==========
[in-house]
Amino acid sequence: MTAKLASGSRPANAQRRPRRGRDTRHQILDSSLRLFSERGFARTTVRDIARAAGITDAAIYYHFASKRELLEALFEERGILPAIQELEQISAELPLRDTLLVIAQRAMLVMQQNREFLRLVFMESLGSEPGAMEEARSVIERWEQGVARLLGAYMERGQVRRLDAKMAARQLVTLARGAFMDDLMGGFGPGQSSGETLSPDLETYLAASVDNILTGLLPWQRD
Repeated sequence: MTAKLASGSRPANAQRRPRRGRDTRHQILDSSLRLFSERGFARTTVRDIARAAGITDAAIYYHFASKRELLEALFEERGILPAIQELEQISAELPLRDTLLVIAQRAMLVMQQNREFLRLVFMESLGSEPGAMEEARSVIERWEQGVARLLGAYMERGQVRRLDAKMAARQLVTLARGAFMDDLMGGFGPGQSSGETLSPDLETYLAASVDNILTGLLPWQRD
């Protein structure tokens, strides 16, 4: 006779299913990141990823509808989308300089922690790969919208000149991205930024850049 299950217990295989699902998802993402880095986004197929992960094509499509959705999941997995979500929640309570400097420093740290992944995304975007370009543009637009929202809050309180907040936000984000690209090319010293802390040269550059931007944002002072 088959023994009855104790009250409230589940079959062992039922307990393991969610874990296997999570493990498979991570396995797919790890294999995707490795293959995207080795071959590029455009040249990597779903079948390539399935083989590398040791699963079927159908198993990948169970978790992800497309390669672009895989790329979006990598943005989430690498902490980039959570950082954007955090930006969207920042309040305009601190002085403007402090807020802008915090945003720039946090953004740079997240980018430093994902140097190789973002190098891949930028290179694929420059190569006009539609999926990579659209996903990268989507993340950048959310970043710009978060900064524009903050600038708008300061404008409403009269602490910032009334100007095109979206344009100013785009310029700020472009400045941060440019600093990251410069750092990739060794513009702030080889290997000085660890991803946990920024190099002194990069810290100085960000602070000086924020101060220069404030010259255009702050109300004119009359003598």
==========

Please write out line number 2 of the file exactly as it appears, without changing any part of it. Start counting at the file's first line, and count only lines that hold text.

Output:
Amino acid sequence: MTAKLASGSRPANAQRRPRRGRDTRHQILDSSLRLFSERGFARTTVRDIARAAGITDAAIYYHFASKRELLEALFEERGILPAIQELEQISAELPLRDTLLVIAQRAMLVMQQNREFLRLVFMESLGSEPGAMEEARSVIERWEQGVARLLGAYMERGQVRRLDAKMAARQLVTLARGAFMDDLMGGFGPGQSSGETLSPDLETYLAASVDNILTGLLPWQRD